Susceptible Citizens in the Age of Wiihabilitation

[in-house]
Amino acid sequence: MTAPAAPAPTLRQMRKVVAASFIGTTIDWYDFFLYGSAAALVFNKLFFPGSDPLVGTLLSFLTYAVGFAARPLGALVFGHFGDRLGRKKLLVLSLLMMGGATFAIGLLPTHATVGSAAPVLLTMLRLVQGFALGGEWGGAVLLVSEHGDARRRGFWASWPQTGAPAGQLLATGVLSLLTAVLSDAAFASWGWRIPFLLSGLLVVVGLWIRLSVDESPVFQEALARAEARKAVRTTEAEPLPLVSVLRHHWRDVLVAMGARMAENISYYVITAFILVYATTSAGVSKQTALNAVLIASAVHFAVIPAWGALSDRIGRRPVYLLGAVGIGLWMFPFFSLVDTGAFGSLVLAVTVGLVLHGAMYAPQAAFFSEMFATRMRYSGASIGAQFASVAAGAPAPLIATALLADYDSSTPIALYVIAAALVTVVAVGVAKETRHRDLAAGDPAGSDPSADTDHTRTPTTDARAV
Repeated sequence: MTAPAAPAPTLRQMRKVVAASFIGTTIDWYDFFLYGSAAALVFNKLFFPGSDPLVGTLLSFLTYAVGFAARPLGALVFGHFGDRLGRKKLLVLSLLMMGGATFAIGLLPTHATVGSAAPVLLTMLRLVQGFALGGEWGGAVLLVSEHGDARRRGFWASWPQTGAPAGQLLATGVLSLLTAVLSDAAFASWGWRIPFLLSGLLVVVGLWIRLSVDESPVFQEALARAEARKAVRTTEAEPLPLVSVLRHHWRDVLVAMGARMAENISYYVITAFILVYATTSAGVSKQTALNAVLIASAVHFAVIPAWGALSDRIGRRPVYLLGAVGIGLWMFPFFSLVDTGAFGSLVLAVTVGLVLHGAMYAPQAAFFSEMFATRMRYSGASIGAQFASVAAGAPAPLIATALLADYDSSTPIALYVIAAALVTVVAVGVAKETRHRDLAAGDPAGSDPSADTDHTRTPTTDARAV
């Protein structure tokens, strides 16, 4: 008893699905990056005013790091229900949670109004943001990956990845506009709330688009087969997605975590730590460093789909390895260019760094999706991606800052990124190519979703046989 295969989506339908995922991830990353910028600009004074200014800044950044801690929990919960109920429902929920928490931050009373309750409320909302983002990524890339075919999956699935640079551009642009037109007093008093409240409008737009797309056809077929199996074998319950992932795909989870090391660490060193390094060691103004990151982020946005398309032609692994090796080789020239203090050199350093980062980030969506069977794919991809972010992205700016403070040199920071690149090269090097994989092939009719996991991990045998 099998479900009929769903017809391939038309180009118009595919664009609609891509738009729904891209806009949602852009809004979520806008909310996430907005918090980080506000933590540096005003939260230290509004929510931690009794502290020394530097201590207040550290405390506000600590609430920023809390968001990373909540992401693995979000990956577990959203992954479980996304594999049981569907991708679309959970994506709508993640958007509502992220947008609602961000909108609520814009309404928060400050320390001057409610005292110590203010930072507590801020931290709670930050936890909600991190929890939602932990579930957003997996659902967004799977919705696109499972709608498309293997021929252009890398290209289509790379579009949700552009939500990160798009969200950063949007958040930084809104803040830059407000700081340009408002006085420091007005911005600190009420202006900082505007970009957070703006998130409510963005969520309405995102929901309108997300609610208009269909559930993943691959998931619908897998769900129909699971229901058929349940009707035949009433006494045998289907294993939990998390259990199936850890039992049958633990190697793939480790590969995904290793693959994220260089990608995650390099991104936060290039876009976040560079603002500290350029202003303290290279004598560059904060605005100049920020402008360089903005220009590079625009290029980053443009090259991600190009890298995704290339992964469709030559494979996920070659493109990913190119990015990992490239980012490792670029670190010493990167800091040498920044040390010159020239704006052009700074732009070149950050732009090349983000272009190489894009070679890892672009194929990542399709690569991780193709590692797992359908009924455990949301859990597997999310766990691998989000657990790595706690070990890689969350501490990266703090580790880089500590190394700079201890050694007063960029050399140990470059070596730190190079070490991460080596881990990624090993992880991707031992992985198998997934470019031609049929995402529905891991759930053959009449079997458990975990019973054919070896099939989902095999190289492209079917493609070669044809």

This concluding chapter argues that undermining adolescence in cultural production has its greatest cultural impact not only on how Americans think about youth but also on how they have grown to accept the logic of rehabilitative citizenship as normal. Post-1970s youth culture naturalized endless self-management and transformation by mapping it onto “normal” teen bodies that everybody regards as already changing. This cultural transition from post-World War II externalizing sociologies of juvenile delinquency toward post-1968 internalizing psychological understandings of teen angst took root within a broader cultural turn from collective bargaining toward a neoliberal model of personal responsibility. In this sense, teens became convenient figures for (mis)managing the neoliberal capitalism.
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